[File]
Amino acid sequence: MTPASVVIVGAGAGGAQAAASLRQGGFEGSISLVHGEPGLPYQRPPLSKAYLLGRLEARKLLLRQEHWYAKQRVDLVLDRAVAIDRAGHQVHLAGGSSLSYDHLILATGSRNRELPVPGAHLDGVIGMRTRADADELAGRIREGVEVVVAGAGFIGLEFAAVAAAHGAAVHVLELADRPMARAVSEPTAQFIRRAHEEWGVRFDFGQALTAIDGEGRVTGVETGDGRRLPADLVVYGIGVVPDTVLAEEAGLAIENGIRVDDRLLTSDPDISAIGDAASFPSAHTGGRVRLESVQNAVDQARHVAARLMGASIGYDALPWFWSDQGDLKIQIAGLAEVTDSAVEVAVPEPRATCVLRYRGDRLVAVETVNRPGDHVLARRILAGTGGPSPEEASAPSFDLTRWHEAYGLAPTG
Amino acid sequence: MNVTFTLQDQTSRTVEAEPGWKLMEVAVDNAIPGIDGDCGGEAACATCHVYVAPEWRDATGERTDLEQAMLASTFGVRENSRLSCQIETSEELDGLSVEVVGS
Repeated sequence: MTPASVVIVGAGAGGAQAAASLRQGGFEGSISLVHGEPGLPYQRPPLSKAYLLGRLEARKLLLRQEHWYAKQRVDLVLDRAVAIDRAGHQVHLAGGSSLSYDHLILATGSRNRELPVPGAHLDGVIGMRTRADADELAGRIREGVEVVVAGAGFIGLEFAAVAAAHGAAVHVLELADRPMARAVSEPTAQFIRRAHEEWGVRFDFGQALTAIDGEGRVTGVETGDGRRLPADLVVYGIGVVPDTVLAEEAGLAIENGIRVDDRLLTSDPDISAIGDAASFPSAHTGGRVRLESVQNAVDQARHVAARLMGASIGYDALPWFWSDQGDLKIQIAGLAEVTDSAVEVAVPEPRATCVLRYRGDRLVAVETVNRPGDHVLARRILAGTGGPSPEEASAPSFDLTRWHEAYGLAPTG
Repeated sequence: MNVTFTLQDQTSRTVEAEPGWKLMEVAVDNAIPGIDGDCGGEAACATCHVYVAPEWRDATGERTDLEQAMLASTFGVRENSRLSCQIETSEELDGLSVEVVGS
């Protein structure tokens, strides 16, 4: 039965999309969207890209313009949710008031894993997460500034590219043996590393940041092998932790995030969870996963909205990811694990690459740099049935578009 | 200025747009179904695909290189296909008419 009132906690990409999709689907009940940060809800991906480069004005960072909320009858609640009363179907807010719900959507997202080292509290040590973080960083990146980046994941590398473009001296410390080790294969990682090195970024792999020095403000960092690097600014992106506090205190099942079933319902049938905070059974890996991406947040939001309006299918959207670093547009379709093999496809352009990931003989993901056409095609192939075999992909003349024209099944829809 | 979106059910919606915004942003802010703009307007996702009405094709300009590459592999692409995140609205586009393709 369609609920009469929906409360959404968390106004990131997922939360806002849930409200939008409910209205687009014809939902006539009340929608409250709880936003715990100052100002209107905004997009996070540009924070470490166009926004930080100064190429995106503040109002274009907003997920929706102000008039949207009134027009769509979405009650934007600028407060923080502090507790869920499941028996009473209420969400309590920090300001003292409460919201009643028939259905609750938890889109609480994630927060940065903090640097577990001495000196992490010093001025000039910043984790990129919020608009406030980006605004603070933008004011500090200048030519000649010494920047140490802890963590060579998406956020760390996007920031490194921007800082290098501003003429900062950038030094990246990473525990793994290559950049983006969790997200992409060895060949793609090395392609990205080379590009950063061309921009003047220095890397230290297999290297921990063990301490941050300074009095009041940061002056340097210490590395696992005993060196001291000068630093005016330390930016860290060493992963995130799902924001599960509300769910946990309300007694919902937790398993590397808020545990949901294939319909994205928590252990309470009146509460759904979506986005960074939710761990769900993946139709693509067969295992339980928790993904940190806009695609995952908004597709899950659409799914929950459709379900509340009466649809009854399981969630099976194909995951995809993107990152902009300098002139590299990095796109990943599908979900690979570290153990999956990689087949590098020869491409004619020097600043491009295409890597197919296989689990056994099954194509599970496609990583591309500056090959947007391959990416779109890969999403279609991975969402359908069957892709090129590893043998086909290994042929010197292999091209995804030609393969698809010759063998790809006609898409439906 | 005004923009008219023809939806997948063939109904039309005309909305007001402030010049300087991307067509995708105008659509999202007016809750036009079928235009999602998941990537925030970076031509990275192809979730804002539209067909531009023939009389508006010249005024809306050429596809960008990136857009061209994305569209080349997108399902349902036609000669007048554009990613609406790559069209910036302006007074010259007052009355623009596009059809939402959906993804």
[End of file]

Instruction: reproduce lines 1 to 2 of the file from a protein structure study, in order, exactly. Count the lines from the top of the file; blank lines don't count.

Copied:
Amino acid sequence: MTPASVVIVGAGAGGAQAAASLRQGGFEGSISLVHGEPGLPYQRPPLSKAYLLGRLEARKLLLRQEHWYAKQRVDLVLDRAVAIDRAGHQVHLAGGSSLSYDHLILATGSRNRELPVPGAHLDGVIGMRTRADADELAGRIREGVEVVVAGAGFIGLEFAAVAAAHGAAVHVLELADRPMARAVSEPTAQFIRRAHEEWGVRFDFGQALTAIDGEGRVTGVETGDGRRLPADLVVYGIGVVPDTVLAEEAGLAIENGIRVDDRLLTSDPDISAIGDAASFPSAHTGGRVRLESVQNAVDQARHVAARLMGASIGYDALPWFWSDQGDLKIQIAGLAEVTDSAVEVAVPEPRATCVLRYRGDRLVAVETVNRPGDHVLARRILAGTGGPSPEEASAPSFDLTRWHEAYGLAPTG
Amino acid sequence: MNVTFTLQDQTSRTVEAEPGWKLMEVAVDNAIPGIDGDCGGEAACATCHVYVAPEWRDATGERTDLEQAMLASTFGVRENSRLSCQIETSEELDGLSVEVVGS